U.S. banks stocks jumped the most since May, led by regional lenders, on speculation a Trump presidency could usher in reforms that ease regulatory burdens on financial-services firms.
U.S. stocks rallied amid heavy trading and Treasuries tumbled as investors reassessed the effects of Donald Trump’s surprise victory in the American presidential election.
For a sense of how fungible the label “financial adviser” has become, talk to Mike Chamberlain of Chamberlain Financial Planning & Wealth Management, which has an office in Sacramento. “’Financial services industry’ is a very broad term,” he says, “and I don’t like being included in it.
Recently, within the context of being a co-founder and mentor at Roseville’s Glue Factory, an incubator for entrepreneurs willing to give back to the community in exchange for free workspace and guidance, I am often asked about the ins and outs of family and friends investing in a startup company.
Making advance funeral and cemetery arrangements (“preneed”) will provide the most peace of mind for yourself and your family. Much like an advance health directive lays out your wishes while you’re alive, a preneed agreement establishes your wishes afterward.
You’ve heard the phrase, “It’s not personal, it’s business.” However, when it comes time to transition or sell your business — either to an outside buyer or to a family member — emotions often come into play.
On New Mohawk Road in Nevada City, the 27,000-square-foot facility has three components: a training academy, business accelerator and coworking lab for established companies. The academy will include classes that can last from a weekend to up to six months. The Green Screen Institute will hire industry experts on a contract basis to teach the classes. The idea is to develop the workforce needed for the influx of virtual reality and augmented reality companies.
At first everything’s great. You talk all the time, set life goals together, exchange notes. One day you notice the conversations have gotten shorter, the notes less frequent. Calls go unanswered. Maybe you two aren’t such a great fit after all. The problem is, this person manages your life savings.
When it comes to gift-giving, you can’t go wrong with a gift card, right? Well, not exactly. Research shows that more than $1 billion in gift cards go unredeemed. Based in West Sacramento, GiftCardBin has been banking on that stat since 2008, buying and selling gift cards that might otherwise go to waste. (Like the $25 Starbucks card you probably have in your wallet right now.)
Between the day-to-day demands of life, and fiscal responsibilities (like budgeting) necessary for retirement preparation, sometimes important aspects of planning for the future get overlooked. It’s not uncommon for someone to have spent their entire career with an eye toward their post-work life, only to retire and wonder, what am I going to do now?
If it seems like they’re having fun, they are. That’s because the trust derived from a 23-year business partnership, a union rooted in mutual respect and shared interest, is bound to translate over the air. Hanson McClain’s Money Matters, a Saturday call-in financial topic radio program, was originally created by Scott Hanson and Pat McClain to give their investment advisory firm some added name recognition.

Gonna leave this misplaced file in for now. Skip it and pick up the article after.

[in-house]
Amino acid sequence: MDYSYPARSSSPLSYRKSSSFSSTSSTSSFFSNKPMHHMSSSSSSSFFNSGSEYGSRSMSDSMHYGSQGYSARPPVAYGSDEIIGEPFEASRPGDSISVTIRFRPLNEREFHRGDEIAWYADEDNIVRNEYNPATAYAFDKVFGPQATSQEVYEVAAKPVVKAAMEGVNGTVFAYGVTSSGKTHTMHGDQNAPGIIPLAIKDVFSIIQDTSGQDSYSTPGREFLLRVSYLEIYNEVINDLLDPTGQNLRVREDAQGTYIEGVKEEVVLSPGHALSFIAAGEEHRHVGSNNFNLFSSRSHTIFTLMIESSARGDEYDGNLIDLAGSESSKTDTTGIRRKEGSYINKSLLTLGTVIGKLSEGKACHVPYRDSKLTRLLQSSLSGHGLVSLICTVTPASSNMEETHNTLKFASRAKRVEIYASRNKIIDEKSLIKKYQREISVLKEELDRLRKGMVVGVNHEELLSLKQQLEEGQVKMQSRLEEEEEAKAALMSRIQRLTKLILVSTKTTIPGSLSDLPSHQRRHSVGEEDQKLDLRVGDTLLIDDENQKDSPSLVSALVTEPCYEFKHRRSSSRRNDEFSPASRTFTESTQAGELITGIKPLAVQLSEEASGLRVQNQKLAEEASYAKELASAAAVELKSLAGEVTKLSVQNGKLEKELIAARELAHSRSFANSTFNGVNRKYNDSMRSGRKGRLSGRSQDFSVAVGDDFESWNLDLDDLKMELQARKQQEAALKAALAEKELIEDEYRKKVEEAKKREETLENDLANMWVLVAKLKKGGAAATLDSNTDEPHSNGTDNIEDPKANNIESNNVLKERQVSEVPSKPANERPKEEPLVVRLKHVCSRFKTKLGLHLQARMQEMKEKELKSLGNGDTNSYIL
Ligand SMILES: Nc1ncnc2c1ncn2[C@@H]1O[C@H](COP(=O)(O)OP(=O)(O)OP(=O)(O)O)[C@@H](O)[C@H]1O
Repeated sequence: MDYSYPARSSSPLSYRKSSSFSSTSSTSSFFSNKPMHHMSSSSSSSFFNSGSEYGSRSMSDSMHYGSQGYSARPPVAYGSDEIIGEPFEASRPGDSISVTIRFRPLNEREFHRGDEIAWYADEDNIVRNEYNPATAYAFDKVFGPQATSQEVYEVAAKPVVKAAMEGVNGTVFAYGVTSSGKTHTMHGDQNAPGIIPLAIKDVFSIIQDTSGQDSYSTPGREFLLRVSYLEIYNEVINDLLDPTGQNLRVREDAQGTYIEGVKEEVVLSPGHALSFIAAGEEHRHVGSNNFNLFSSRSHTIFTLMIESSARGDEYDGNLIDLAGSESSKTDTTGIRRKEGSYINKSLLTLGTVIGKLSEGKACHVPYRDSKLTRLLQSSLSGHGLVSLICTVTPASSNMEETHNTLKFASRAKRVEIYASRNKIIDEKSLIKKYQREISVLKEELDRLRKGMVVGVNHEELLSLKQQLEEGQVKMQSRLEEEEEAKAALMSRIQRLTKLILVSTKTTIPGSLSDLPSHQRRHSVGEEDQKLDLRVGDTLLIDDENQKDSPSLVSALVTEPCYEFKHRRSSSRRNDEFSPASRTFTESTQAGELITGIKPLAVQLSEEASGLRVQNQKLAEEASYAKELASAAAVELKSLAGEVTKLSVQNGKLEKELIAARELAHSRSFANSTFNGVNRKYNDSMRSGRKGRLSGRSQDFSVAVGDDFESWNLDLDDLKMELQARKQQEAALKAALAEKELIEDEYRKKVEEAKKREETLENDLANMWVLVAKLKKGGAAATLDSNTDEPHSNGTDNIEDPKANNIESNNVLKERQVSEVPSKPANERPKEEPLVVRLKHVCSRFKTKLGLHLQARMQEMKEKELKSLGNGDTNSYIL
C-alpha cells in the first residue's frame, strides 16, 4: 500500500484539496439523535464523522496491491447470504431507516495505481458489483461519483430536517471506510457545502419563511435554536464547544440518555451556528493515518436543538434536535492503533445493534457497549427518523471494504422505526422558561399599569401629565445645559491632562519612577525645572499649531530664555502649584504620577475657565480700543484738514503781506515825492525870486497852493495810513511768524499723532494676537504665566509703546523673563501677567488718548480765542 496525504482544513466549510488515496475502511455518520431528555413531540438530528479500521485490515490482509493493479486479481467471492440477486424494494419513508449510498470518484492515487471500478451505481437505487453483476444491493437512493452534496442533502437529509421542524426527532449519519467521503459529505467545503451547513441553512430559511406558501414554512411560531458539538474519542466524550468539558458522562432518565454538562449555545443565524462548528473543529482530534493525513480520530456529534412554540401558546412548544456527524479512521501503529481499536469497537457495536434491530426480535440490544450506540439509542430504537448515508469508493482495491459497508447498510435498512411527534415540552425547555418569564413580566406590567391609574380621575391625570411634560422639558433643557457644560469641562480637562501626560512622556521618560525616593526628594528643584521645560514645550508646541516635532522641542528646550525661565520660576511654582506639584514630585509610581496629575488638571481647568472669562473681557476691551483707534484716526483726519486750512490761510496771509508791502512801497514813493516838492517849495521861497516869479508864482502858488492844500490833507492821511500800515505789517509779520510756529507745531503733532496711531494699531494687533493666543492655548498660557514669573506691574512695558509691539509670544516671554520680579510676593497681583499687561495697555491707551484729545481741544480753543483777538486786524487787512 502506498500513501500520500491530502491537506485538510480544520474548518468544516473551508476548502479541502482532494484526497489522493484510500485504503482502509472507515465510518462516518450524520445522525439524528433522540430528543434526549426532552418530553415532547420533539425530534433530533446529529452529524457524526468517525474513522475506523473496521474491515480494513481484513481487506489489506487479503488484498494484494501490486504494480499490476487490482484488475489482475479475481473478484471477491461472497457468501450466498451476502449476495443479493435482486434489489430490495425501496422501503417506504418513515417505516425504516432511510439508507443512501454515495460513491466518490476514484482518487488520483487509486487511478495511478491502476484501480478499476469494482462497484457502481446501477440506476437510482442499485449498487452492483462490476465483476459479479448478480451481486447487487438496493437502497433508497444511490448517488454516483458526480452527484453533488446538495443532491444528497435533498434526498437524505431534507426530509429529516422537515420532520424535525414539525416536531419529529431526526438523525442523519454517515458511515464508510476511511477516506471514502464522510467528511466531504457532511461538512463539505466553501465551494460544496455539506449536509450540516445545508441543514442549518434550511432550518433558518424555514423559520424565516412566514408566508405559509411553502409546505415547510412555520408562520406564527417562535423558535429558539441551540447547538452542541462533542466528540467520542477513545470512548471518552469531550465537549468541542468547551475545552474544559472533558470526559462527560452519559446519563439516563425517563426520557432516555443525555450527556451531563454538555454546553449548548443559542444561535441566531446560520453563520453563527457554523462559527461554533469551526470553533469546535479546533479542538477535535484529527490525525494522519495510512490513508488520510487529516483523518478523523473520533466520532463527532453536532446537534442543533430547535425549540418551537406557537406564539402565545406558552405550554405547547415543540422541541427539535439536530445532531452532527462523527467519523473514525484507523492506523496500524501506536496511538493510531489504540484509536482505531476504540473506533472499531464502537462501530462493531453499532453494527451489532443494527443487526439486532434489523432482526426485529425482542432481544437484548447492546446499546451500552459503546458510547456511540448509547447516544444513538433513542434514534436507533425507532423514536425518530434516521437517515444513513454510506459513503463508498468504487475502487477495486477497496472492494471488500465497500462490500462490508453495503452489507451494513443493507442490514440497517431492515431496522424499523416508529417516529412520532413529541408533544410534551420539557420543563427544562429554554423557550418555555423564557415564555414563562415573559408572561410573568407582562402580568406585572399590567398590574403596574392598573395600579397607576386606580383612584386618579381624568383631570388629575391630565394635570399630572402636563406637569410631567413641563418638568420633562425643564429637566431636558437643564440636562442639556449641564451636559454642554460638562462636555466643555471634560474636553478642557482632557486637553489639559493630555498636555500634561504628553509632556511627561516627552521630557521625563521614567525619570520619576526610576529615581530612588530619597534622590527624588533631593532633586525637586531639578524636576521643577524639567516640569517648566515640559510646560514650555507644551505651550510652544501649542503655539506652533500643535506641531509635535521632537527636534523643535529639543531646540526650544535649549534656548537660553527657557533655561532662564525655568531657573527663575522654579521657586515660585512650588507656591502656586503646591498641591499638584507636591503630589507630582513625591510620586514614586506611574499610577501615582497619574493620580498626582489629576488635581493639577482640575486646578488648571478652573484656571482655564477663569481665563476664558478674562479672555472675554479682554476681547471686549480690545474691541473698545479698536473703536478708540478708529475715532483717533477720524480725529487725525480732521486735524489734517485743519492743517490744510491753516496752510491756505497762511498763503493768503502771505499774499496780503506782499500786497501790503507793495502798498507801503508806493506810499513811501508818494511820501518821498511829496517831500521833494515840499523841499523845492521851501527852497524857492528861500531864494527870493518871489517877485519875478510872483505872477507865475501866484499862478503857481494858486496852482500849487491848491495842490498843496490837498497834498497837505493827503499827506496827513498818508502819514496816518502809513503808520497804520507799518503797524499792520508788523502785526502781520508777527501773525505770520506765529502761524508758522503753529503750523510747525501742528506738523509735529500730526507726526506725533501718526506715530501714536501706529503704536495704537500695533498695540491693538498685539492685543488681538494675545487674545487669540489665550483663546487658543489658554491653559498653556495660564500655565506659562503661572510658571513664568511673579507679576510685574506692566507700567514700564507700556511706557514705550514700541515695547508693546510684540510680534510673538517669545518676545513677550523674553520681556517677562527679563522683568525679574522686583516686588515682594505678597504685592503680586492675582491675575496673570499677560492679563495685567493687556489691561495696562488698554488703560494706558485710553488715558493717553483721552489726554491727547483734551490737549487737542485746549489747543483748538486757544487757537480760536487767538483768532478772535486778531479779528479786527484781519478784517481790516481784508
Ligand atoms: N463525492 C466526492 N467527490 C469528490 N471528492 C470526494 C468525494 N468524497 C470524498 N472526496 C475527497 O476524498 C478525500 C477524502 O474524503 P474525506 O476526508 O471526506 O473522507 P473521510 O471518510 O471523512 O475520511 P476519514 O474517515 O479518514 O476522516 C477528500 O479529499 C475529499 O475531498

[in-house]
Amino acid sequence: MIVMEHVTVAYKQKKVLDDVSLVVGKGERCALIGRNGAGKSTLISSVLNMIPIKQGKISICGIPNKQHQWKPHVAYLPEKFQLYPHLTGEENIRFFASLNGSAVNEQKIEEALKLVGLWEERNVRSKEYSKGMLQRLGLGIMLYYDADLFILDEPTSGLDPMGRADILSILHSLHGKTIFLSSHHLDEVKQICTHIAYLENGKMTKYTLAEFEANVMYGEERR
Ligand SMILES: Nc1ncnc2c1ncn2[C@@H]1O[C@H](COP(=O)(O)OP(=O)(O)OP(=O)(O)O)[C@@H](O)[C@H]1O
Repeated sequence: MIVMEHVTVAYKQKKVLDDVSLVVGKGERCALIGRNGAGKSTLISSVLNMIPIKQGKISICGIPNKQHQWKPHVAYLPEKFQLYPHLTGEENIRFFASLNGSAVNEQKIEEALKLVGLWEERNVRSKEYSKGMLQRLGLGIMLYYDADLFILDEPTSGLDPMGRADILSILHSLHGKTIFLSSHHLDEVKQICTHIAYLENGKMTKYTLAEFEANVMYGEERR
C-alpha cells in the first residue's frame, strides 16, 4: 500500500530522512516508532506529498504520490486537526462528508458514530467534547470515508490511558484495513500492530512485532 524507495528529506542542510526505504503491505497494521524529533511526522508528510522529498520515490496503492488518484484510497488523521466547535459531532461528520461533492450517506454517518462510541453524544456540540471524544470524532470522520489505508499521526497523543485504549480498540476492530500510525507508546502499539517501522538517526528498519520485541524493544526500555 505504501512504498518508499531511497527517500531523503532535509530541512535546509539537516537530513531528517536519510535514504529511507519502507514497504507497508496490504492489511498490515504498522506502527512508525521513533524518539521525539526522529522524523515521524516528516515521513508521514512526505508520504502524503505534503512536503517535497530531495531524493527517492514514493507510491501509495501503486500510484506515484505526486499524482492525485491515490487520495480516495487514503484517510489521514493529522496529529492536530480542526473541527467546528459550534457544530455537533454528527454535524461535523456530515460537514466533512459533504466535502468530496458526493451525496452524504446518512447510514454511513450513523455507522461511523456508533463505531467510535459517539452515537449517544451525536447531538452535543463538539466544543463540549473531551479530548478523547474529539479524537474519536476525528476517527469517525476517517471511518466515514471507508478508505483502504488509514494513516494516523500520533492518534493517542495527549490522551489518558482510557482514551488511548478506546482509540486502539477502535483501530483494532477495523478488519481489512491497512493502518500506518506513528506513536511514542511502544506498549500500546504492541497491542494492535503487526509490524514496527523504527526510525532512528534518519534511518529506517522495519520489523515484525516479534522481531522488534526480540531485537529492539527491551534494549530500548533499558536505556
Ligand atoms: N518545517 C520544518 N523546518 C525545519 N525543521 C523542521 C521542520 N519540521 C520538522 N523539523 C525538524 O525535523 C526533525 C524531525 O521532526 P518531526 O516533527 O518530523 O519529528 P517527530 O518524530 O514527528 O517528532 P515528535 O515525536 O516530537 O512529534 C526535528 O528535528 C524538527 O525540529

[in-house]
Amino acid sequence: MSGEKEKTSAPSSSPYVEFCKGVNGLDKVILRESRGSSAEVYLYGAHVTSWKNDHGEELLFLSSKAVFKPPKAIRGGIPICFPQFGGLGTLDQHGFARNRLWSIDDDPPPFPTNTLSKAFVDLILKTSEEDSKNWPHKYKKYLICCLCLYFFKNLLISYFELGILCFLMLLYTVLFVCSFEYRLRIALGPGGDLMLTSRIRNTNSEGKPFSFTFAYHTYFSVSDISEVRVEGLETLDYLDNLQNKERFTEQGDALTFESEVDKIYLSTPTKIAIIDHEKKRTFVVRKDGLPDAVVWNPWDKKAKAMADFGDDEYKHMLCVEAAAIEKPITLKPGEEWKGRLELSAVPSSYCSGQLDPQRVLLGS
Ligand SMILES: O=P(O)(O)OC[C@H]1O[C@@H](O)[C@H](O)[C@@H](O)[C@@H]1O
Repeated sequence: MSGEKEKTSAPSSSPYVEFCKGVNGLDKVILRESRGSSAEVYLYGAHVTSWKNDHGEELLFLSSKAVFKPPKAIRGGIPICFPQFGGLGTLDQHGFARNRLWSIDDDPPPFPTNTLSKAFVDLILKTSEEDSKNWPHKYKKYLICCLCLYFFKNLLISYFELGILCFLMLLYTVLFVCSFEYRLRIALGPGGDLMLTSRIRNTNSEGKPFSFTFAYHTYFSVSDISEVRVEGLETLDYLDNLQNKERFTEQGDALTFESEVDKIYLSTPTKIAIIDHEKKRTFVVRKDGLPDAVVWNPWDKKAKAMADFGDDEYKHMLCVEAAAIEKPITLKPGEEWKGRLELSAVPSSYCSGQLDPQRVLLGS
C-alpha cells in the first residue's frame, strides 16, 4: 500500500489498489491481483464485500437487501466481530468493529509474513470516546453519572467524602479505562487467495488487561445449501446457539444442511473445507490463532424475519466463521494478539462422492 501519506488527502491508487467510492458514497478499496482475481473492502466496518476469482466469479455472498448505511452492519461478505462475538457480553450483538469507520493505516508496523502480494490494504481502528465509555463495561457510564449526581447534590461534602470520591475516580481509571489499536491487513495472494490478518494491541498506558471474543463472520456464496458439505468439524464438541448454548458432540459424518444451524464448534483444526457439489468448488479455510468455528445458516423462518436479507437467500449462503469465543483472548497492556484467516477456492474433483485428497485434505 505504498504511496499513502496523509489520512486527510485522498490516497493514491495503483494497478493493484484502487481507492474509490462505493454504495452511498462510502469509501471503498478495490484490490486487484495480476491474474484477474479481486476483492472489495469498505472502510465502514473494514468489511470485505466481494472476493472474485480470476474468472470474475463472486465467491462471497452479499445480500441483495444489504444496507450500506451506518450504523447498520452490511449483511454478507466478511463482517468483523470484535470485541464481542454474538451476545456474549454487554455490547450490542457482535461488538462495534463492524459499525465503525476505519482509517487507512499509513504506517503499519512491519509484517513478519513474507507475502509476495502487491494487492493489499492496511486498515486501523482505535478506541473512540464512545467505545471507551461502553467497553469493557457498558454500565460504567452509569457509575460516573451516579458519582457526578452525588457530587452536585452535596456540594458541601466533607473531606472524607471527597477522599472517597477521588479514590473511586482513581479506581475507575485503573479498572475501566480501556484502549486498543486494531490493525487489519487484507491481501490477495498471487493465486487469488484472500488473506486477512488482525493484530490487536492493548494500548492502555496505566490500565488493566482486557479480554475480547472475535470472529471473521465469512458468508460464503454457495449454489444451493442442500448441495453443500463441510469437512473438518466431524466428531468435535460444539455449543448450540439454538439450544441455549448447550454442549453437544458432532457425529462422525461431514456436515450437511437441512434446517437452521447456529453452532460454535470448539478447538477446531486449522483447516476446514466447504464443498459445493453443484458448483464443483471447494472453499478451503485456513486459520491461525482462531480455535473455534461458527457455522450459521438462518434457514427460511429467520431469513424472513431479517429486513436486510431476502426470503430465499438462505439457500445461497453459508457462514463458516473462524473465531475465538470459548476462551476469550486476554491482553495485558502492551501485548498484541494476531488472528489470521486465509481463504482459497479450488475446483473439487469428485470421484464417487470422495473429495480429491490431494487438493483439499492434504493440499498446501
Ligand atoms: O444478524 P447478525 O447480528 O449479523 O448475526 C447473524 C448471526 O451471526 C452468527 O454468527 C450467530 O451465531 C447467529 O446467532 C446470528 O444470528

Pauline Marx, 63, had been a pretty conventional investor in stocks and bonds until April 2014. But to her, the rock-bottom interest rates on fixed-income tools like Treasury bills and CDs felt like stuffing money under the mattress.Then a friend told her about Fundrise, a website that lets investors buy small shares of real estate ventures around the country.
Important tax legislation that becomes retroactive to the beginning of the year is often not finalized until late in the year. Obviously, this leaves very little wiggle room for tax planning. To get ahead in your preparations, there are things you can think about or do now, to avoid a rush come December.
Wells Fargo & Co., the world’s largest bank by market value, posted a third-quarter profit that beat analysts’ estimates on gains in interest income from asset purchases and new loans.
There’s an old saying about family businesses: Shirtsleeves to shirtsleeves in three generations. Grandpa hustles and creates the business,Dad takes the baton and then Junior goes down with the ship. According to the Family Firm Institute, just 30 percent of family businesses survive into their second generation, and only 10 percent make it to their third. Why do these firms fail?
We sat down recently with CEO Lisa Rowland Basher, the fifth generation of her family to run the company, to learn a little bit about the Jelly Belly philosophy of sustaining a family business.
Scott Hanson and Pat McClain started their careers as employees of an insurance giant that simply sold proprietary investment products. Immediately dismayed by this short-view approach to business, they both dreamt of creating something new.
Trends in politics take hold as quickly as those in fashion, and minimum wage increases are definitely “in” this political season. But unlike in the past when Capitol Hill and state legislatures served as battlegrounds for minimum wage debates, cities are now the epicenter. Buoyed by increases enacted in a handful of megacities, American municipalities of all sizes have started asking whether they should follow suit, and if so, to what degree.
Competing with big-league firms for employees is tough — average pay at small businesses runs about two-thirds that offered at other companies. Not keeping up with pay hikes elsewhere can create staff turnover, eating into morale and creating operational problems. Enter profit-sharing plans.